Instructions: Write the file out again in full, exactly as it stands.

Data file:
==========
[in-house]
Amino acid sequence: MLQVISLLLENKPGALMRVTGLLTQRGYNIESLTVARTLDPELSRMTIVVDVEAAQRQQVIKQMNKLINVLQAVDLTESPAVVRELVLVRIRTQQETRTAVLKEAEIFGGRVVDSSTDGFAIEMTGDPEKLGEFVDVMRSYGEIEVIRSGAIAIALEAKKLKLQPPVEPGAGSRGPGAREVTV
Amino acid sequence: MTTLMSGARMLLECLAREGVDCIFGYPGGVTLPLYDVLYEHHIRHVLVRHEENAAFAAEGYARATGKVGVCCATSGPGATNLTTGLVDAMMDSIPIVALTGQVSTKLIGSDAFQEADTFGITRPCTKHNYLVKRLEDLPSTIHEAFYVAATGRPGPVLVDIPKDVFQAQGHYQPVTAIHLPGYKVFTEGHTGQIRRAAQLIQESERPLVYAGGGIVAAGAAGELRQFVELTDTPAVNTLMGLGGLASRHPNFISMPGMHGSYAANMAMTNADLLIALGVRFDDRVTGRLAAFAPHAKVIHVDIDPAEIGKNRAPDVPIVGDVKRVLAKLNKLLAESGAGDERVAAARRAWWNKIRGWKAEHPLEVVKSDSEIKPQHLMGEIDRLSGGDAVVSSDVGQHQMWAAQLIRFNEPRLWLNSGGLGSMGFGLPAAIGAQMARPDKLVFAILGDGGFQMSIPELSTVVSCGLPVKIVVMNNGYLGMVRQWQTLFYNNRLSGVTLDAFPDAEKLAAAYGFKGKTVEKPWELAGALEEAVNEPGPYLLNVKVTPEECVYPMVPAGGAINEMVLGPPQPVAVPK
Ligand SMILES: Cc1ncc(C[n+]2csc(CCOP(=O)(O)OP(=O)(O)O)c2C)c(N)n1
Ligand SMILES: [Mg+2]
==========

[in-house]
Amino acid sequence: MLQVISLLLENKPGALMRVTGLLTQRGYNIESLTVARTLDPELSRMTIVVDVEAAQRQQVIKQMNKLINVLQAVDLTESPAVVRELVLVRIRTQQETRTAVLKEAEIFGGRVVDSSTDGFAIEMTGDPEKLGEFVDVMRSYGEIEVIRSGAIAIALEAKKLKLQPPVEPGAGSRGPGAREVTV
Amino acid sequence: MTTLMSGARMLLECLAREGVDCIFGYPGGVTLPLYDVLYEHHIRHVLVRHEENAAFAAEGYARATGKVGVCCATSGPGATNLTTGLVDAMMDSIPIVALTGQVSTKLIGSDAFQEADTFGITRPCTKHNYLVKRLEDLPSTIHEAFYVAATGRPGPVLVDIPKDVFQAQGHYQPVTAIHLPGYKVFTEGHTGQIRRAAQLIQESERPLVYAGGGIVAAGAAGELRQFVELTDTPAVNTLMGLGGLASRHPNFISMPGMHGSYAANMAMTNADLLIALGVRFDDRVTGRLAAFAPHAKVIHVDIDPAEIGKNRAPDVPIVGDVKRVLAKLNKLLAESGAGDERVAAARRAWWNKIRGWKAEHPLEVVKSDSEIKPQHLMGEIDRLSGGDAVVSSDVGQHQMWAAQLIRFNEPRLWLNSGGLGSMGFGLPAAIGAQMARPDKLVFAILGDGGFQMSIPELSTVVSCGLPVKIVVMNNGYLGMVRQWQTLFYNNRLSGVTLDAFPDAEKLAAAYGFKGKTVEKPWELAGALEEAVNEPGPYLLNVKVTPEECVYPMVPAGGAINEMVLGPPQPVAVPK
Ligand SMILES: Cc1ncc(C[n+]2csc(CCOP(=O)(O)OP(=O)(O)O)c2C)c(N)n1
Ligand SMILES: [Mg+2]